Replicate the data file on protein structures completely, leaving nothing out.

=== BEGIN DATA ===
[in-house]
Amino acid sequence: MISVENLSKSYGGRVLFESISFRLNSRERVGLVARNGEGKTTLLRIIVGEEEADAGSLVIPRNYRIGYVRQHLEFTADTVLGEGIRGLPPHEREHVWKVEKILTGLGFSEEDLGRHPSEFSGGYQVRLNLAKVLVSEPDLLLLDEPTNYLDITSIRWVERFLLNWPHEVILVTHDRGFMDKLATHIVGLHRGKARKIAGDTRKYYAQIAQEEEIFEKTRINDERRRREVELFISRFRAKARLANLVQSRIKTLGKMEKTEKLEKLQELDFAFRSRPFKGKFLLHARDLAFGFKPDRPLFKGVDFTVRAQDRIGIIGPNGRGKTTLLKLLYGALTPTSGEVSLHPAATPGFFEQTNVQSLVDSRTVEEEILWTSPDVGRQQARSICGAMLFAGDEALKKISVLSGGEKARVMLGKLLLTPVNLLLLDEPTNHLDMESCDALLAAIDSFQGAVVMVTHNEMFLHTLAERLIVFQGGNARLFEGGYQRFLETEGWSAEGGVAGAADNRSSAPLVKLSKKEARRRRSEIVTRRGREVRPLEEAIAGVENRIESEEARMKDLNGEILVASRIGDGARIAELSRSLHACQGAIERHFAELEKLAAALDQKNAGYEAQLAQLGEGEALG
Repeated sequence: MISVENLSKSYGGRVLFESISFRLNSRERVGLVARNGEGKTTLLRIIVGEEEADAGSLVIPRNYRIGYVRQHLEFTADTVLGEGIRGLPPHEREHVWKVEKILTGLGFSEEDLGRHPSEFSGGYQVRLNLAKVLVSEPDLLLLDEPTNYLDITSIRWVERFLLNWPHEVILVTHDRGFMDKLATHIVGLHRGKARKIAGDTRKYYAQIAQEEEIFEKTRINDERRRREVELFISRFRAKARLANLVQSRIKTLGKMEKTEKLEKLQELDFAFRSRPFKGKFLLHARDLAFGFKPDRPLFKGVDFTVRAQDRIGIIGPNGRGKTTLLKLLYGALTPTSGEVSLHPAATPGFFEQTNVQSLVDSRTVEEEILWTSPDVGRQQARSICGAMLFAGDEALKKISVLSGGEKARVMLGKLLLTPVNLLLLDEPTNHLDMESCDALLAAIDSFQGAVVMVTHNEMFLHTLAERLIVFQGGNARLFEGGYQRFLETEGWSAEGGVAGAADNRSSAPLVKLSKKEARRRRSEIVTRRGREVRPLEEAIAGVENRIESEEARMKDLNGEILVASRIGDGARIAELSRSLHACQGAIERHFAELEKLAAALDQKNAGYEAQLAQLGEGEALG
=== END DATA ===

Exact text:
[in-house]
Amino acid sequence: MISVENLSKSYGGRVLFESISFRLNSRERVGLVARNGEGKTTLLRIIVGEEEADAGSLVIPRNYRIGYVRQHLEFTADTVLGEGIRGLPPHEREHVWKVEKILTGLGFSEEDLGRHPSEFSGGYQVRLNLAKVLVSEPDLLLLDEPTNYLDITSIRWVERFLLNWPHEVILVTHDRGFMDKLATHIVGLHRGKARKIAGDTRKYYAQIAQEEEIFEKTRINDERRRREVELFISRFRAKARLANLVQSRIKTLGKMEKTEKLEKLQELDFAFRSRPFKGKFLLHARDLAFGFKPDRPLFKGVDFTVRAQDRIGIIGPNGRGKTTLLKLLYGALTPTSGEVSLHPAATPGFFEQTNVQSLVDSRTVEEEILWTSPDVGRQQARSICGAMLFAGDEALKKISVLSGGEKARVMLGKLLLTPVNLLLLDEPTNHLDMESCDALLAAIDSFQGAVVMVTHNEMFLHTLAERLIVFQGGNARLFEGGYQRFLETEGWSAEGGVAGAADNRSSAPLVKLSKKEARRRRSEIVTRRGREVRPLEEAIAGVENRIESEEARMKDLNGEILVASRIGDGARIAELSRSLHACQGAIERHFAELEKLAAALDQKNAGYEAQLAQLGEGEALG
Repeated sequence: MISVENLSKSYGGRVLFESISFRLNSRERVGLVARNGEGKTTLLRIIVGEEEADAGSLVIPRNYRIGYVRQHLEFTADTVLGEGIRGLPPHEREHVWKVEKILTGLGFSEEDLGRHPSEFSGGYQVRLNLAKVLVSEPDLLLLDEPTNYLDITSIRWVERFLLNWPHEVILVTHDRGFMDKLATHIVGLHRGKARKIAGDTRKYYAQIAQEEEIFEKTRINDERRRREVELFISRFRAKARLANLVQSRIKTLGKMEKTEKLEKLQELDFAFRSRPFKGKFLLHARDLAFGFKPDRPLFKGVDFTVRAQDRIGIIGPNGRGKTTLLKLLYGALTPTSGEVSLHPAATPGFFEQTNVQSLVDSRTVEEEILWTSPDVGRQQARSICGAMLFAGDEALKKISVLSGGEKARVMLGKLLLTPVNLLLLDEPTNHLDMESCDALLAAIDSFQGAVVMVTHNEMFLHTLAERLIVFQGGNARLFEGGYQRFLETEGWSAEGGVAGAADNRSSAPLVKLSKKEARRRRSEIVTRRGREVRPLEEAIAGVENRIESEEARMKDLNGEILVASRIGDGARIAELSRSLHACQGAIERHFAELEKLAAALDQKNAGYEAQLAQLGEGEALG